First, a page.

Hop Culture is a daily online lifestyle magazine for the newest generation of craft beer drinkers, and they pulled out all the stops for their Juicy Brews Summer Craft Beer Invitational which took place Sunday, June 10, in Richmond VA at Triple Crossing Brewery’s Fulton Hill location.
Hop Culture asked participating breweries to do two things: make sure there was a brewery representative there to answer questions from the attendees, and to serve fresh, juicy beers. It was left up to the breweries to decide what qualified as a juicy beer. As it happened, the overwhelming majority of the beers served were hazy IPAs and fruit forward sours.
According to Hop Culture most craft brewers are first generation brewers and they come from a variety of occupations such as construction, finance, and even the military (Triple Crossing’s head brewer is a former police officer). Because of this, these craft brewers don’t have decades of preconceptions of what a beer should be, and for that reason they’re not afraid to be creative and to experiment. This was evident in the wide variety of unusual, and unique beers at this festival.
There were 31 breweries and one meadery on hand to celebrate craft beer and creativity from AZ, VT, CT, CO, ME, NY, MD, TN, CA, OH, PA, NJ, NC, SC, and VA. Some embraced the older, more traditional brewing methods while others preferred newer, more modern methods. Regardless of how they brewed, it was obvious none were afraid to try new ingredients, and new or exotic flavors. Here are just a few of the breweries that stood out.
Both Barreled Souls Brewing from Maine and Cellador Ales in California do 100% of their fermentation in oak barrels, which gives a unique character and a more complex flavor profile to their beer. Not many brewers use this technique today, and when they do, it’s most often used in the production of sours. However when stouts, IPAs, and other beer styles are fermented in barrels, the results can be exceptional.
Horus Aged Ales in California doesn’t ferment their beer in barrels, but they do age all their beer in variety of different wine and spirit barrels. This not only adds some character from the barrels, but also adds flavors and aromas from whatever was originally in the barrel, potentially creating a wide variety of subtle flavors and aromas.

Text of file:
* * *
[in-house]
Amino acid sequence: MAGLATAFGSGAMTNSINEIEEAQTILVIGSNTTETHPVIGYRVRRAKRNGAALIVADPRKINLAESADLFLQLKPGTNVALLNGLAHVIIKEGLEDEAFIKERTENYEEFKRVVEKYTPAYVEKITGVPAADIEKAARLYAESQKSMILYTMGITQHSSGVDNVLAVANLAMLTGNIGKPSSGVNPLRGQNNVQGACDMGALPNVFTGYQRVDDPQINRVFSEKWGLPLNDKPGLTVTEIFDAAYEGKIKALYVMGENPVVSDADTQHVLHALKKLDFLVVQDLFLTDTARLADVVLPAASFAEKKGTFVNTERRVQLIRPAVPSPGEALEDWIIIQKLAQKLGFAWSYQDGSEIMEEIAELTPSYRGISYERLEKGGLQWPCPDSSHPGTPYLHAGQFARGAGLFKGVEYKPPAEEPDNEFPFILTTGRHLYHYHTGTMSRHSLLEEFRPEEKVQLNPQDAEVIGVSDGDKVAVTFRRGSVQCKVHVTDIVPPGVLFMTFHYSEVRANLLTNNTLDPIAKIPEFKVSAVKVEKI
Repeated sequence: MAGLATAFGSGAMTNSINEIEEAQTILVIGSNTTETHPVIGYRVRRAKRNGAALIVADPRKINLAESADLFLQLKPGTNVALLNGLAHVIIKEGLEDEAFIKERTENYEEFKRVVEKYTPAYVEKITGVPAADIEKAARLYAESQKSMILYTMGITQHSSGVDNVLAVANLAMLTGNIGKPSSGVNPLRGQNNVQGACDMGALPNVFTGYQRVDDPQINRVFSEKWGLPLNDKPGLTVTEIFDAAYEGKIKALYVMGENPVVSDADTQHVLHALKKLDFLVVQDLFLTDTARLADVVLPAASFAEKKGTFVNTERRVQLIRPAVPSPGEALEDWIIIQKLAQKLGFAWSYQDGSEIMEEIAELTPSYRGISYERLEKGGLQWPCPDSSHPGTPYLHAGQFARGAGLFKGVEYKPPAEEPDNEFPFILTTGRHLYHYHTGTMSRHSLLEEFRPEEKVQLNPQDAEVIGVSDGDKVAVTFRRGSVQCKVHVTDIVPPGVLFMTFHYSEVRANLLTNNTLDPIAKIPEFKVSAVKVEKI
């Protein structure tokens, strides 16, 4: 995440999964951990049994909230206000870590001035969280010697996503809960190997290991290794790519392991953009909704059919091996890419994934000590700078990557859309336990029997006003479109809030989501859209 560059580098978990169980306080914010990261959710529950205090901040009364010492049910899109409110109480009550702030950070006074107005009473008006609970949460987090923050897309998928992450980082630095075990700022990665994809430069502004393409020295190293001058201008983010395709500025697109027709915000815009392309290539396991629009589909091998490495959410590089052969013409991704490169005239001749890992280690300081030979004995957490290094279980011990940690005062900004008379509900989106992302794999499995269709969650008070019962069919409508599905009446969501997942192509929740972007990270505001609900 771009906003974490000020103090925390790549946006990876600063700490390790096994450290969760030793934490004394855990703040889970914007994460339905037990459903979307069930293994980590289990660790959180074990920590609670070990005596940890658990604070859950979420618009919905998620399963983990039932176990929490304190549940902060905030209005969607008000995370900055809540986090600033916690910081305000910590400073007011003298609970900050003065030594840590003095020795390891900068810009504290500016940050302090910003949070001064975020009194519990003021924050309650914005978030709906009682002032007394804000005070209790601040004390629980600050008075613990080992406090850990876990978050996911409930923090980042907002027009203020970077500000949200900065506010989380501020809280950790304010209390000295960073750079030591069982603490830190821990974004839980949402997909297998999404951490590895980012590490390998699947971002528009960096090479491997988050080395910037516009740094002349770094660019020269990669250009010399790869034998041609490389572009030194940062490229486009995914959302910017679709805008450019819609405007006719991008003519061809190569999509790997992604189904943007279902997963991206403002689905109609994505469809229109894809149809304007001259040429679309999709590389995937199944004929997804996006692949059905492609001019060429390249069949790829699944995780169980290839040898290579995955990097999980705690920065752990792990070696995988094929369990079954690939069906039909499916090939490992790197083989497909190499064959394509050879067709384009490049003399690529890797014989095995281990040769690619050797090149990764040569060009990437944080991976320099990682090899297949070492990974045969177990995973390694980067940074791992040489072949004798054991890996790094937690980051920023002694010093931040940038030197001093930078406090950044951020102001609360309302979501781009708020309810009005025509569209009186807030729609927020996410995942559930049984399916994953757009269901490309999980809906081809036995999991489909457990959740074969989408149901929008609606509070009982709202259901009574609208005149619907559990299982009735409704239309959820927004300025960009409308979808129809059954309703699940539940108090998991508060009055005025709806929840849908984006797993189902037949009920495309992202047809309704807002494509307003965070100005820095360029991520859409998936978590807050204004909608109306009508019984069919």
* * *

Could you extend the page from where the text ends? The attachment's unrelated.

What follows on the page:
Sour ales are all the rage in some places, but many brewers have been a little hesitant to embrace these tart and sour brews. Partly for fearful of the yeasts that give rise to these flavors making their way into their other beers, and also because the extended time it takes (6 to 18 months) to ferment these brews. Of those that do go down that road, most opt to use cultivated, commercial strains of yeast such as lactobacillus or brettanomyces, while just a handful of brewers chose to use truly “wild” yeasts.
Resident Culture Brewing in North Carolina, in addition to some great IPAs and lagers, also create spontaneous “wild’ fermented ales. This involves leaving the unfermented beer, or wort, exposed to the air, usually overnight, allowing yeasts and bacteria floating around in the air to settle into the wort, before it is placed into barrels to ferment. The ultimate local ingredient, this yeast gives the beer a true local flavor, since the yeast is likely to be found nowhere else.
Southern Grist Brewing in Tennessee loves to experiment with contemporary beer styles and are best known for their constantly rotating selection of beers that utilize non-traditional ingredients and fruit forward flavor profiles.
Burley Oak Brewing in Maryland also loves to experiment. Even after five years, they are still one of the smallest breweries in Maryland, and unlike nearly every craft brewery in the country they have no flagship brew. Instead, they brew a new beer every week!
New Park Brewing in Connecticut opened its doors just a little over a year ago, and sold so much beer their opening weekend they had to close for two weeks just to restock! They were serving Blackberry Berliner Weisse and Spectrum DIPA, and after sampling both, I am not surprised.
Juicy Brews certainly lived up to its name, Hop Culture did a fantastic job gathering some great breweries with great beer, and Triple Crossing was an awesome venue.
This was a tremendous event, and good times were had by all who were in attendance.
Until next time, here’s to your good health, and may your glass never run dry.